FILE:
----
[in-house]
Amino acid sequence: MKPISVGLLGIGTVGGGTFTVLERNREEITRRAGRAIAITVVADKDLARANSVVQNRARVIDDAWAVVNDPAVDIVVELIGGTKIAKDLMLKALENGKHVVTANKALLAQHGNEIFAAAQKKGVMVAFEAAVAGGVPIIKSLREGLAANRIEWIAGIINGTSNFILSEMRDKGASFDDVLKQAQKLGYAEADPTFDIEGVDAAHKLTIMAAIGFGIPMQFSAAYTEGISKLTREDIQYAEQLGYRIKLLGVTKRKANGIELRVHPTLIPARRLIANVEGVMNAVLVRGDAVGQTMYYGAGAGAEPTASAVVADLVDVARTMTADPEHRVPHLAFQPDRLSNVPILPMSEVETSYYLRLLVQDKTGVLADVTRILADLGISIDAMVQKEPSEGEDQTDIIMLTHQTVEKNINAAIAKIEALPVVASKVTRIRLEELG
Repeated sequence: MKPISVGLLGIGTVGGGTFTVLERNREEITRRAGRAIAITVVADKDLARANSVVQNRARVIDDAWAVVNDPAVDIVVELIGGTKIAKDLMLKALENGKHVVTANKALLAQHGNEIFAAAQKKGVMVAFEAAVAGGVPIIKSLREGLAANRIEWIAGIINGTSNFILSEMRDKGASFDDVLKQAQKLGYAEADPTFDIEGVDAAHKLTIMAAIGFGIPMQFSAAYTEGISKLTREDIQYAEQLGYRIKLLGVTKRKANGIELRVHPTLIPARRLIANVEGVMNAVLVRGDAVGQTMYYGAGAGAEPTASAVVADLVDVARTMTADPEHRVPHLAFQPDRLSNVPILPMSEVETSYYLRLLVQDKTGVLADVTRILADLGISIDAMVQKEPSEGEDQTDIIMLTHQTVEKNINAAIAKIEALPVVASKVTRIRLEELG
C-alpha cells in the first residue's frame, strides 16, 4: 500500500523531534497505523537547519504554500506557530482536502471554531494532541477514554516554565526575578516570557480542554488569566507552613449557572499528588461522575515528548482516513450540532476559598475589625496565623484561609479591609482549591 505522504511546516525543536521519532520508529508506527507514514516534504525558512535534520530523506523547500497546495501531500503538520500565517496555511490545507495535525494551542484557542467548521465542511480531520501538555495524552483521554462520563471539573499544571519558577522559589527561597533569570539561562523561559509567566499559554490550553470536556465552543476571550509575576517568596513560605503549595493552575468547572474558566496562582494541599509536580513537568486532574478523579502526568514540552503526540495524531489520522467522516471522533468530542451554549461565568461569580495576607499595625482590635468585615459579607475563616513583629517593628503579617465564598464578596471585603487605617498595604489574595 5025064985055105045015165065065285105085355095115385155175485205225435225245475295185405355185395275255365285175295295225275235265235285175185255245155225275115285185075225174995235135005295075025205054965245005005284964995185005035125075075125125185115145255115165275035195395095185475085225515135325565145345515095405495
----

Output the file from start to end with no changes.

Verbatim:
[in-house]
Amino acid sequence: MKPISVGLLGIGTVGGGTFTVLERNREEITRRAGRAIAITVVADKDLARANSVVQNRARVIDDAWAVVNDPAVDIVVELIGGTKIAKDLMLKALENGKHVVTANKALLAQHGNEIFAAAQKKGVMVAFEAAVAGGVPIIKSLREGLAANRIEWIAGIINGTSNFILSEMRDKGASFDDVLKQAQKLGYAEADPTFDIEGVDAAHKLTIMAAIGFGIPMQFSAAYTEGISKLTREDIQYAEQLGYRIKLLGVTKRKANGIELRVHPTLIPARRLIANVEGVMNAVLVRGDAVGQTMYYGAGAGAEPTASAVVADLVDVARTMTADPEHRVPHLAFQPDRLSNVPILPMSEVETSYYLRLLVQDKTGVLADVTRILADLGISIDAMVQKEPSEGEDQTDIIMLTHQTVEKNINAAIAKIEALPVVASKVTRIRLEELG
Repeated sequence: MKPISVGLLGIGTVGGGTFTVLERNREEITRRAGRAIAITVVADKDLARANSVVQNRARVIDDAWAVVNDPAVDIVVELIGGTKIAKDLMLKALENGKHVVTANKALLAQHGNEIFAAAQKKGVMVAFEAAVAGGVPIIKSLREGLAANRIEWIAGIINGTSNFILSEMRDKGASFDDVLKQAQKLGYAEADPTFDIEGVDAAHKLTIMAAIGFGIPMQFSAAYTEGISKLTREDIQYAEQLGYRIKLLGVTKRKANGIELRVHPTLIPARRLIANVEGVMNAVLVRGDAVGQTMYYGAGAGAEPTASAVVADLVDVARTMTADPEHRVPHLAFQPDRLSNVPILPMSEVETSYYLRLLVQDKTGVLADVTRILADLGISIDAMVQKEPSEGEDQTDIIMLTHQTVEKNINAAIAKIEALPVVASKVTRIRLEELG
C-alpha cells in the first residue's frame, strides 16, 4: 500500500523531534497505523537547519504554500506557530482536502471554531494532541477514554516554565526575578516570557480542554488569566507552613449557572499528588461522575515528548482516513450540532476559598475589625496565623484561609479591609482549591 505522504511546516525543536521519532520508529508506527507514514516534504525558512535534520530523506523547500497546495501531500503538520500565517496555511490545507495535525494551542484557542467548521465542511480531520501538555495524552483521554462520563471539573499544571519558577522559589527561597533569570539561562523561559509567566499559554490550553470536556465552543476571550509575576517568596513560605503549595493552575468547572474558566496562582494541599509536580513537568486532574478523579502526568514540552503526540495524531489520522467522516471522533468530542451554549461565568461569580495576607499595625482590635468585615459579607475563616513583629517593628503579617465564598464578596471585603487605617498595604489574595 5025064985055105045015165065065285105085355095115385155175485205225435225245475295185405355185395275255365285175295295225275235265235285175185255245155225275115285185075225174995235135005295075025205054965245005005284964995185005035125075075125125185115145255115165275035195395095185475085225515135325565145345515095405495